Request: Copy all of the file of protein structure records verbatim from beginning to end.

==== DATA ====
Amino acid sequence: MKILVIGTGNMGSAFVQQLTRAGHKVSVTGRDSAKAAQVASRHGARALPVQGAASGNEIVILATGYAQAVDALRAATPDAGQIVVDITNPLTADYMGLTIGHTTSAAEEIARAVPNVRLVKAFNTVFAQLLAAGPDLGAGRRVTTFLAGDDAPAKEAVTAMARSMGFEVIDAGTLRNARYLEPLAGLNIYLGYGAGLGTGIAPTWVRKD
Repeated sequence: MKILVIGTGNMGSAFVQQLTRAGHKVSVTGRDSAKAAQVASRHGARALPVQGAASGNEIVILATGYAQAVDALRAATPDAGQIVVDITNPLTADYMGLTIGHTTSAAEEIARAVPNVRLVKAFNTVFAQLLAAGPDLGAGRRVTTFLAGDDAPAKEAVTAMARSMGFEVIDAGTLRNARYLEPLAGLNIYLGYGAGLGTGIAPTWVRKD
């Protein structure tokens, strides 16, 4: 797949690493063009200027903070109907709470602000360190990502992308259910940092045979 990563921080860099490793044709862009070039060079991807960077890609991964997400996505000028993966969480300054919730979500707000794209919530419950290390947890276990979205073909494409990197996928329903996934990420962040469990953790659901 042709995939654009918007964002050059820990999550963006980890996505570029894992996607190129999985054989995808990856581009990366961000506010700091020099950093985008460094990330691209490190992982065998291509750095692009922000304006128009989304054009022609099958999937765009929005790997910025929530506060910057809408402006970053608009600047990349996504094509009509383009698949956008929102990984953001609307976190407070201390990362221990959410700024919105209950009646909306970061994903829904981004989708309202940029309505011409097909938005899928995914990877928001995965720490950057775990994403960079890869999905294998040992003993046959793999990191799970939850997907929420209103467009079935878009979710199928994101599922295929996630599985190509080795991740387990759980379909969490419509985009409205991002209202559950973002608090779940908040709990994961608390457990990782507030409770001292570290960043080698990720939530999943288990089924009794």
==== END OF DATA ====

Amino acid sequence: MKILVIGTGNMGSAFVQQLTRAGHKVSVTGRDSAKAAQVASRHGARALPVQGAASGNEIVILATGYAQAVDALRAATPDAGQIVVDITNPLTADYMGLTIGHTTSAAEEIARAVPNVRLVKAFNTVFAQLLAAGPDLGAGRRVTTFLAGDDAPAKEAVTAMARSMGFEVIDAGTLRNARYLEPLAGLNIYLGYGAGLGTGIAPTWVRKD
Repeated sequence: MKILVIGTGNMGSAFVQQLTRAGHKVSVTGRDSAKAAQVASRHGARALPVQGAASGNEIVILATGYAQAVDALRAATPDAGQIVVDITNPLTADYMGLTIGHTTSAAEEIARAVPNVRLVKAFNTVFAQLLAAGPDLGAGRRVTTFLAGDDAPAKEAVTAMARSMGFEVIDAGTLRNARYLEPLAGLNIYLGYGAGLGTGIAPTWVRKD
């Protein structure tokens, strides 16, 4: 797949690493063009200027903070109907709470602000360190990502992308259910940092045979 990563921080860099490793044709862009070039060079991807960077890609991964997400996505000028993966969480300054919730979500707000794209919530419950290390947890276990979205073909494409990197996928329903996934990420962040469990953790659901 042709995939654009918007964002050059820990999550963006980890996505570029894992996607190129999985054989995808990856581009990366961000506010700091020099950093985008460094990330691209490190992982065998291509750095692009922000304006128009989304054009022609099958999937765009929005790997910025929530506060910057809408402006970053608009600047990349996504094509009509383009698949956008929102990984953001609307976190407070201390990362221990959410700024919105209950009646909306970061994903829904981004989708309202940029309505011409097909938005899928995914990877928001995965720490950057775990994403960079890869999905294998040992003993046959793999990191799970939850997907929420209103467009079935878009979710199928994101599922295929996630599985190509080795991740387990759980379909969490419509985009409205991002209202559950973002608090779940908040709990994961608390457990990782507030409770001292570290960043080698990720939530999943288990089924009794």